Intended for non-science majors. Primary organism of study is the human with current biological principles stressed. Includes cell organization, diseases of the human, development, genetics and ecology. IAI: L1 904L

BIOL 145 Anatomy Physiology I
4 cr. hrs.;
3 lecture hours; 2 lab hours per week.
Prerequisite: Students must complete both #1 & #2 below or have instructor approval.
1. Biology 100, 101, or 105 and Chemistry 101 or 110 with a “C” or better; or a score of 70% or higher on the Anatomy and Physiology placement exam.
2. REA 098 & MATH 080 (or COMPASS equivalent) and students must be eligible for (as determined by COMPASS score or other assessment) or currently enrolled in college-level English courses (100-level or greater).
A systematic study of the anatomical-physiological aspects of the human body. Topics include homeostasis, biomolecules, cytology, histology, as well as integumentary, skeleto-muscular, nervous and endocrine systems.

BIOL 146 Anatomy Physiology II
4 cr. hrs.;
3 lecture hours; 2 lab hours per week.
Prerequisite: BIOL 145 “C” or better.
Continuation of BIOL 145. Systematic study of cardiovascular, lymphatic, immune, respiratory, digestive, urinary, and reproductive systems. Fluids, electrolytes, acid-base balance, metabolism, and human development are also studied.

BIOL 190 General Zoology
4 cr. hrs.;
2 lecture hours; 4 lab hours per week.
An introduction to animal biology, with emphasis on science, evolution, adaptations, animal diversity, and physiology. IAI: L1 902L

BIOL 211 General Botany
4 cr. hrs.;
2 lecture hours; 4 lab hours per week.
Study of plants emphasizing structure, physiology, growth, ecology, botanical keys and identification of trees; also includes classification and life cycles. IAI: L1 901L

CHEM 110 Introduction to Chemistry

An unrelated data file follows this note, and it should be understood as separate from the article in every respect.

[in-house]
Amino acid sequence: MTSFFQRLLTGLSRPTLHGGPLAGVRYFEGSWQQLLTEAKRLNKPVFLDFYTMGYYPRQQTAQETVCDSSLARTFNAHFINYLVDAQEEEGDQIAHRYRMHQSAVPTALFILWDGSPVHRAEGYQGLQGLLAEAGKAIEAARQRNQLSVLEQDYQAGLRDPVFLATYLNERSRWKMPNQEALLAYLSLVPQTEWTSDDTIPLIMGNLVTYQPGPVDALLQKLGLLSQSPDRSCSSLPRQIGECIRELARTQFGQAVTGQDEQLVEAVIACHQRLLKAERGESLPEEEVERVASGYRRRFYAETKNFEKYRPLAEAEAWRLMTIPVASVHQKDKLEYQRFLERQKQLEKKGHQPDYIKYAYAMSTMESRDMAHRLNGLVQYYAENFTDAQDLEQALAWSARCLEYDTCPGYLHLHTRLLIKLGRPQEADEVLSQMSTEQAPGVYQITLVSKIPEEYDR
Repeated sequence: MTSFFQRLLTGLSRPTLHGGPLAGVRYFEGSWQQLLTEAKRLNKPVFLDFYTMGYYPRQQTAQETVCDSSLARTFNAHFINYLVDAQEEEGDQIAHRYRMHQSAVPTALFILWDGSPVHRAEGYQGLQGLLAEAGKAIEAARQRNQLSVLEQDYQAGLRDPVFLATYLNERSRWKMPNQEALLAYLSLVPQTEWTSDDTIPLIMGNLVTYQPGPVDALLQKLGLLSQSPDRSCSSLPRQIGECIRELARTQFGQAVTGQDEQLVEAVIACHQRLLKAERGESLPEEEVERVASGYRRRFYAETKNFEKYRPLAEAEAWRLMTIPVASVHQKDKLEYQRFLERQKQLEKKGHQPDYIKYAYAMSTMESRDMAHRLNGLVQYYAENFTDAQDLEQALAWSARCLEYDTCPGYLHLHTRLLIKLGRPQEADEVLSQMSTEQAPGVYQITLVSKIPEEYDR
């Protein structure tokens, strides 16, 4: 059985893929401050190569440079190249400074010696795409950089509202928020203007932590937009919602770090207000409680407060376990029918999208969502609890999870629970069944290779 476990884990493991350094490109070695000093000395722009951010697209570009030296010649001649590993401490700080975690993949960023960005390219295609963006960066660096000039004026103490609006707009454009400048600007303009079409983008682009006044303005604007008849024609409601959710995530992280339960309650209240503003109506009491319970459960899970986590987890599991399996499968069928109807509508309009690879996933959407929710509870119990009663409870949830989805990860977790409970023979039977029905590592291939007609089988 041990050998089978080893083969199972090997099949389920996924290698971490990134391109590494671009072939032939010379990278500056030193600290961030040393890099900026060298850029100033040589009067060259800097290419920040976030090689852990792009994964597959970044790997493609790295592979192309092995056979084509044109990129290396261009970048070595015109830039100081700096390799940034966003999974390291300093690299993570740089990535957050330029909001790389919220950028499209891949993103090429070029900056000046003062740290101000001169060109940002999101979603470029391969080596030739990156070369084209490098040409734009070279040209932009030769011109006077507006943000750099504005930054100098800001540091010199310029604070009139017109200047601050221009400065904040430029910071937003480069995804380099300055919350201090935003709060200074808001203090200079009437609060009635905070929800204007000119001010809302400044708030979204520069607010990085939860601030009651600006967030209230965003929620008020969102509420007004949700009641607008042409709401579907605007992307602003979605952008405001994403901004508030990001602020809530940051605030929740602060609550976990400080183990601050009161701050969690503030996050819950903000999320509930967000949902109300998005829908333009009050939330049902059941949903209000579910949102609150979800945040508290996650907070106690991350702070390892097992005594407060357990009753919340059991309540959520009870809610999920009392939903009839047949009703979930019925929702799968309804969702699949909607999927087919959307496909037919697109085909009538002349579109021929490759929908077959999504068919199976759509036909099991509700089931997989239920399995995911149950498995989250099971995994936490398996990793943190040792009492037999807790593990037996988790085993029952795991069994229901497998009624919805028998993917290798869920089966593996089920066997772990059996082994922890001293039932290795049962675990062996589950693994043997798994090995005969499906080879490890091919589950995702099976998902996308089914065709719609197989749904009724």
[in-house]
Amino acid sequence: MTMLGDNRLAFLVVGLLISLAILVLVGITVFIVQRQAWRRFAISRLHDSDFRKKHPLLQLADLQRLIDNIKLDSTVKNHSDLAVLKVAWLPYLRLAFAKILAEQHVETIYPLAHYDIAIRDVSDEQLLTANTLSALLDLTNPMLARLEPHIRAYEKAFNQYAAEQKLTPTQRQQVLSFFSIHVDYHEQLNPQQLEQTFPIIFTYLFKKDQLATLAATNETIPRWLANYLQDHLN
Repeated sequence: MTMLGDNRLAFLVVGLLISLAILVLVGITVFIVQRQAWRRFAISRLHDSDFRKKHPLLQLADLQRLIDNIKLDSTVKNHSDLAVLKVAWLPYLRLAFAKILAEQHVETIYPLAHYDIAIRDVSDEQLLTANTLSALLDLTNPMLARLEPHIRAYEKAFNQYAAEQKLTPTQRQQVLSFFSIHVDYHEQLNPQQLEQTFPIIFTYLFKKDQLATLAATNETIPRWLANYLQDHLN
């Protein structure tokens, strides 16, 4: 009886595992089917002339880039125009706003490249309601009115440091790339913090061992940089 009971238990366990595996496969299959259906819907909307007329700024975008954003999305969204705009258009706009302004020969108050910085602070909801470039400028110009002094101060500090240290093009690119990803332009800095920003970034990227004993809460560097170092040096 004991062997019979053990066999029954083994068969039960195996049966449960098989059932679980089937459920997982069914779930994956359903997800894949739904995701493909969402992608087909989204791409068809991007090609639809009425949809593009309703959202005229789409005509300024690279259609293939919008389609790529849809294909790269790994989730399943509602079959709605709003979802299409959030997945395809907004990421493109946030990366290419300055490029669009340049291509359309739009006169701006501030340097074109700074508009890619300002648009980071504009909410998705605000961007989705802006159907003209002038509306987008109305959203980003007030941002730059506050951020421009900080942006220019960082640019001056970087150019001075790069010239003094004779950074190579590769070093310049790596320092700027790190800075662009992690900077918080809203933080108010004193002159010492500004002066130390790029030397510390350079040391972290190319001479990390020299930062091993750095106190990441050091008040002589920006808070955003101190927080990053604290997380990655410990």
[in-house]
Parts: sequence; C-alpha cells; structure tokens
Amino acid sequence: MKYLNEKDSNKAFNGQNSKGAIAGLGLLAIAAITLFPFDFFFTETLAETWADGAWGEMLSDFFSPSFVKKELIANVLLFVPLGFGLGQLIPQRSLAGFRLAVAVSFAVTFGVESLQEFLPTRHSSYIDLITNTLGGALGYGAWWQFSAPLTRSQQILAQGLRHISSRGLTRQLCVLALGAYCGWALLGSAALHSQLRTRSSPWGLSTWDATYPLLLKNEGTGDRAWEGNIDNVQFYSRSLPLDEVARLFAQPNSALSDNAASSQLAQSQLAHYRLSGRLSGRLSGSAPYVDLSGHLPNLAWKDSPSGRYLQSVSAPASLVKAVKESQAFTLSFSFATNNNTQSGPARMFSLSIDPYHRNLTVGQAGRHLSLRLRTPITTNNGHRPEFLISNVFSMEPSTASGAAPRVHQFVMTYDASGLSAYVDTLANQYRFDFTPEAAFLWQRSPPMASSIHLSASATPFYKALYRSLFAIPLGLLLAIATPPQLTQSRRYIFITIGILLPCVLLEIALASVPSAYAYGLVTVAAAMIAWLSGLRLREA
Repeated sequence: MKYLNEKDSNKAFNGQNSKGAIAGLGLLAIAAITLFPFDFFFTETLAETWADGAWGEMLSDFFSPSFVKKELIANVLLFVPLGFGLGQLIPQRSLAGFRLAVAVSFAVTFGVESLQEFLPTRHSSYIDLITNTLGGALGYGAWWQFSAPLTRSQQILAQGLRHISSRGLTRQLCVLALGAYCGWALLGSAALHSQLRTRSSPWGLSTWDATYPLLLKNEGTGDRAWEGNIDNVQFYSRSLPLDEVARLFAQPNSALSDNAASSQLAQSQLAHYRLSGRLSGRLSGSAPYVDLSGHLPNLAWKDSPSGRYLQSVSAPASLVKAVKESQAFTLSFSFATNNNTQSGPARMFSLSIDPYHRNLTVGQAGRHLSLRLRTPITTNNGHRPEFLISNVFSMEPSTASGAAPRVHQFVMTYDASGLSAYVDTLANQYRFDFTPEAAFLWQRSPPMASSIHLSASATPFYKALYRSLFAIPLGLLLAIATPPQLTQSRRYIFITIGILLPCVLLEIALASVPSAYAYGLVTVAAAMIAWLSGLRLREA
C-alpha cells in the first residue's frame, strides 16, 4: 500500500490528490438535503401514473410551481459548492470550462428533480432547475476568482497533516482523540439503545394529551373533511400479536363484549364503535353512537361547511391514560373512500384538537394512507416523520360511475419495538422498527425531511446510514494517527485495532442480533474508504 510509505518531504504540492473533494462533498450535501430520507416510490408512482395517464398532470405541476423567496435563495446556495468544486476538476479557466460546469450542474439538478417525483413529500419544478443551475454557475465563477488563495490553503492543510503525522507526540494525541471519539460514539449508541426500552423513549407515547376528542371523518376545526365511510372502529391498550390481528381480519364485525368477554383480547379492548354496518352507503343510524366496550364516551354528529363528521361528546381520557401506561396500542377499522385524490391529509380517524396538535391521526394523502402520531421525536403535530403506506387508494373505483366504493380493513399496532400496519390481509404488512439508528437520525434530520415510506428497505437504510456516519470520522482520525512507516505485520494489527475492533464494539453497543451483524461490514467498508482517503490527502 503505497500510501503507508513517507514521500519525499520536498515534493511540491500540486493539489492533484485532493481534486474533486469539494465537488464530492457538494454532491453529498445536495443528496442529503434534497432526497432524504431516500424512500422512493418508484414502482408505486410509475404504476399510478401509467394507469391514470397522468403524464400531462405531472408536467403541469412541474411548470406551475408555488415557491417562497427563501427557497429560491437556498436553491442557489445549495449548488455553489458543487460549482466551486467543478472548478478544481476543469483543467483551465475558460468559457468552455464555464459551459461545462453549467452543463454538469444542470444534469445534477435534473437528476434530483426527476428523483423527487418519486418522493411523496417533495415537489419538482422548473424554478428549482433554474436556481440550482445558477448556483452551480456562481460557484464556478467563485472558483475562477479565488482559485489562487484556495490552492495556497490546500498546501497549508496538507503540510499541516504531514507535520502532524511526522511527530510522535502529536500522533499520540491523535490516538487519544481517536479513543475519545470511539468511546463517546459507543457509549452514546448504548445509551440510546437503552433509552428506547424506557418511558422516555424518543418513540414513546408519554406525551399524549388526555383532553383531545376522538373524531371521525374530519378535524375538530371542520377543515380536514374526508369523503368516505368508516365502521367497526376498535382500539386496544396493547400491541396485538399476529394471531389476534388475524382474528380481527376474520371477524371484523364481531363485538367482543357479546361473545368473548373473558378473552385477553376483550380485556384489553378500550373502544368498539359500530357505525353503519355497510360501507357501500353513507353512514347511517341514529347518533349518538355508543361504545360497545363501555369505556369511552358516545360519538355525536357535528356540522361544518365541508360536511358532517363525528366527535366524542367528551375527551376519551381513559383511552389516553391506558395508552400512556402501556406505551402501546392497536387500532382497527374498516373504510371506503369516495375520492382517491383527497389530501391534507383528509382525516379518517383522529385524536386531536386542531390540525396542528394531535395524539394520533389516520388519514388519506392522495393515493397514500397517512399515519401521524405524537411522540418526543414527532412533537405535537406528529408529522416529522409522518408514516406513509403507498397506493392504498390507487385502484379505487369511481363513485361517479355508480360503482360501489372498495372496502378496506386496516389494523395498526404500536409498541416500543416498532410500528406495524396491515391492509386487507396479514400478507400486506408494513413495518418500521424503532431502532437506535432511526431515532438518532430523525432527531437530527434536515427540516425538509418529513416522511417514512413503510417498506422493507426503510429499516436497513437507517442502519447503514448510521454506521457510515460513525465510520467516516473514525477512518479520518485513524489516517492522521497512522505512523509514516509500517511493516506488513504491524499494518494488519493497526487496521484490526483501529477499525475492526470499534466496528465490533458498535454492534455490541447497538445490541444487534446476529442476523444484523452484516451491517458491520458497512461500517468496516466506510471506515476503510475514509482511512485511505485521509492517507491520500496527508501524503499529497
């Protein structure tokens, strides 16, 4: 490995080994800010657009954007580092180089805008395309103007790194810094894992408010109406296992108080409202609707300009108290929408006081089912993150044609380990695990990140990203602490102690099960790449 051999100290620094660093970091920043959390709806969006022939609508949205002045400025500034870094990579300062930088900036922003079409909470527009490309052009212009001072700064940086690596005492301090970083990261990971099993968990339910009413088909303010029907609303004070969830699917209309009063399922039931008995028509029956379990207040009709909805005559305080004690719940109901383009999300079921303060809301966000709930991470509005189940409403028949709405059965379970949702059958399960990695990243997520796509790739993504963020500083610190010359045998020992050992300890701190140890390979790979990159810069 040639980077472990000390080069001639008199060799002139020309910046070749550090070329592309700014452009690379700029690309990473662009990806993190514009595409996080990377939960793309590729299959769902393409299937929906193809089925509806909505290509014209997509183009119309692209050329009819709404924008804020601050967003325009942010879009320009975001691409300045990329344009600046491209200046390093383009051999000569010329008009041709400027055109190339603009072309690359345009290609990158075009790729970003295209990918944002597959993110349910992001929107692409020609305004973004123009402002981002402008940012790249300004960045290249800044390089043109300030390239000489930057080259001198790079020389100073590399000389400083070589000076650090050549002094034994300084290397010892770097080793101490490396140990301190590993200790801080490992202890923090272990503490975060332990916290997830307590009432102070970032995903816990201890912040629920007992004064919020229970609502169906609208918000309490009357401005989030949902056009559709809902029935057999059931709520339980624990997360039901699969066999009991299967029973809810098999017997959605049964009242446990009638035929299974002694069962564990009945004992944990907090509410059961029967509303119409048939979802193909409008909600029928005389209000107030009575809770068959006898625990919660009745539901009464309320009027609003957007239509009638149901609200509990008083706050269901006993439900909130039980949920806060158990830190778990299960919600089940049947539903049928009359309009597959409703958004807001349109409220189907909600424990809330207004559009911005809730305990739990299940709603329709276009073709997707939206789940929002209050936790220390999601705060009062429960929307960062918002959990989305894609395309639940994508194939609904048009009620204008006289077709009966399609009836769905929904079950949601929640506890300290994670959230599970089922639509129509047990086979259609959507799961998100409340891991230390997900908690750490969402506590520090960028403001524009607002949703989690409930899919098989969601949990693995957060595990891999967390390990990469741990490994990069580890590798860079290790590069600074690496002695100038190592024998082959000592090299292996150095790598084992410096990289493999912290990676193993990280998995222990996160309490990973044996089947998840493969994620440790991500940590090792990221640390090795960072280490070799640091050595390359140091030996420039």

4 cr. hrs.;
3 lecture hours; 2 lab hours per week.
Introduction to the fundamental principles of chemistry with applications to gases, liquids, solids and solutions. Also includes nomenclature of inorganic compounds. Credit for this course will not be counted toward graduation if the student also completes CHEM 101.
IAI: P1 902L

CS 100 Introduction to Computers
3 cr. hrs.;
3 lecture hours; 1 lab hour per week.
Prerequisite: Appropriate placement score or REA 093 “B” or better.
Introduction to computer concepts, computer applications, and the impact of computers on society. Applications include problem solving methods, word processing, spreadsheet, database, and presentation graphics software. Basic Algebra or equivalent is recommended.

ENG 101 Composition I
3 cr. hrs.;
3 lecture hours; 0 lab hours per week.
Prerequisite: ACT English score of 22 or above; or appropriate COMPASS score; or English 091 “C” or better.
English 101 is designed for students who are competent in the fundamentals of composition. Students will write essays using a variety of expository strategies and will apply standard techniques of documentation when appropriate. IAI: C1 900

ENG 102 Composition II
3 cr. hrs.;
3 lecture hours; 0 lab hours per week.
Prerequisite: English 101 “C” or better.
English 102 is a continuation of English 101, is a required composition course that involves reading, discussion, and analysis of a body of literature to generate ideas for critical and persuasive papers, including one documented research paper. IAI: C1 901R (Grade of “C” or higher required for this course to be eligible to be included in the IAI General Education Core Curriculum.)

GEOG 101 Physical Geography
4 cr. hrs.;
3 lecture hours; 2 lab hours per week.
A study of earth orbital factors affecting time, tides and seasons; climate, weather, soils and vegetation; interaction between man and the natural resources; map reading.
IAI: P1 909L

GEOG 102 Physical Geography
4 cr. hrs.;
3 lecture hours; 2 lab hours per week.
The changing earth’s crust and surface; how natural forces such as rivers, streams, glaciers, weathering, earthquakes and volcanism affect the surface and composition of the earth; man’s interactions with his environment; fundamental map concepts. IAI: P1 909L

GEOG 105  Introductory Regional Geography
3 cr. hrs.;
3 lecture hours; 0 lab hours per week.
A study of the world’s cultural, economic, historical, political, environmental and physiographic features. The regions examined and discussed include Europe, North America, South America, Africa, Asia and the Pacific. IAI: S4 900N

GEOL 101 Physical Geology
4 cr. hrs.;
3 lecture hours; 2 lab hours per week.
The study of the earth’s composition and forces which affect it; minerals, rocks, weathering, erosion, volcanism, structure, earthquakes and plate tectonics. IAI: P1 907L

GEOL 102 Historical Geology
4 cr. hrs.;